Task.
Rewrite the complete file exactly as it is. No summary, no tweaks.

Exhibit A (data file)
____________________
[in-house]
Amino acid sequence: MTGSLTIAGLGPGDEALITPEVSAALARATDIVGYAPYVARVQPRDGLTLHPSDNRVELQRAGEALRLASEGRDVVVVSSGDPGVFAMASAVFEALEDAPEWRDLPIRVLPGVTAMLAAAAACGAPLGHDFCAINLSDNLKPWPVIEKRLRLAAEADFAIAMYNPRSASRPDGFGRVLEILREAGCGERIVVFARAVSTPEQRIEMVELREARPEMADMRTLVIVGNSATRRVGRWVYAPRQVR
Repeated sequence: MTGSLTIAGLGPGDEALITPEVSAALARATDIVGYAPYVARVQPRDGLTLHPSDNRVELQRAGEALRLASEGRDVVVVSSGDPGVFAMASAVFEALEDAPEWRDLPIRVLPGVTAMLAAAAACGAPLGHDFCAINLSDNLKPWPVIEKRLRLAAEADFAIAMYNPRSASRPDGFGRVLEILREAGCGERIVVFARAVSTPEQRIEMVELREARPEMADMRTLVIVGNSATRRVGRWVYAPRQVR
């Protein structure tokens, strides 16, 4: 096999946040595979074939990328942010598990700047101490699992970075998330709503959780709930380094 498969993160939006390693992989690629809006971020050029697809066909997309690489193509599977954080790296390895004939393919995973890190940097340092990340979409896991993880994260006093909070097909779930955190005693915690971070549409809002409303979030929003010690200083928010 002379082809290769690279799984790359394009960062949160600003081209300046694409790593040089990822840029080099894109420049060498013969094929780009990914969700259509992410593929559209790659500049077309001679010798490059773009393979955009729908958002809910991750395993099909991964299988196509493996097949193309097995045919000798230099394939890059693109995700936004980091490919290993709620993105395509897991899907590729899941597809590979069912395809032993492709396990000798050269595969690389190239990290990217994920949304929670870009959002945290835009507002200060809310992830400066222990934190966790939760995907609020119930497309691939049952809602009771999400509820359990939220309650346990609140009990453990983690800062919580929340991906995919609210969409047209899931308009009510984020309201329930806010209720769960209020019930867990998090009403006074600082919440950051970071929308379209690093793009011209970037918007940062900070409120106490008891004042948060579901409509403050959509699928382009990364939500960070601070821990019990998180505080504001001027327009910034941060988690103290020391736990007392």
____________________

[in-house]
Amino acid sequence: MTGSLTIAGLGPGDEALITPEVSAALARATDIVGYAPYVARVQPRDGLTLHPSDNRVELQRAGEALRLASEGRDVVVVSSGDPGVFAMASAVFEALEDAPEWRDLPIRVLPGVTAMLAAAAACGAPLGHDFCAINLSDNLKPWPVIEKRLRLAAEADFAIAMYNPRSASRPDGFGRVLEILREAGCGERIVVFARAVSTPEQRIEMVELREARPEMADMRTLVIVGNSATRRVGRWVYAPRQVR
Repeated sequence: MTGSLTIAGLGPGDEALITPEVSAALARATDIVGYAPYVARVQPRDGLTLHPSDNRVELQRAGEALRLASEGRDVVVVSSGDPGVFAMASAVFEALEDAPEWRDLPIRVLPGVTAMLAAAAACGAPLGHDFCAINLSDNLKPWPVIEKRLRLAAEADFAIAMYNPRSASRPDGFGRVLEILREAGCGERIVVFARAVSTPEQRIEMVELREARPEMADMRTLVIVGNSATRRVGRWVYAPRQVR
């Protein structure tokens, strides 16, 4: 096999946040595979074939990328942010598990700047101490699992970075998330709503959780709930380094 498969993160939006390693992989690629809006971020050029697809066909997309690489193509599977954080790296390895004939393919995973890190940097340092990340979409896991993880994260006093909070097909779930955190005693915690971070549409809002409303979030929003010690200083928010 002379082809290769690279799984790359394009960062949160600003081209300046694409790593040089990822840029080099894109420049060498013969094929780009990914969700259509992410593929559209790659500049077309001679010798490059773009393979955009729908958002809910991750395993099909991964299988196509493996097949193309097995045919000798230099394939890059693109995700936004980091490919290993709620993105395509897991899907590729899941597809590979069912395809032993492709396990000798050269595969690389190239990290990217994920949304929670870009959002945290835009507002200060809310992830400066222990934190966790939760995907609020119930497309691939049952809602009771999400509820359990939220309650346990609140009990453990983690800062919580929340991906995919609210969409047209899931308009009510984020309201329930806010209720769960209020019930867990998090009403006074600082919440950051970071929308379209690093793009011209970037918007940062900070409120106490008891004042948060579901409509403050959509699928382009990364939500960070601070821990019990998180505080504001001027327009910034941060988690103290020391736990007392």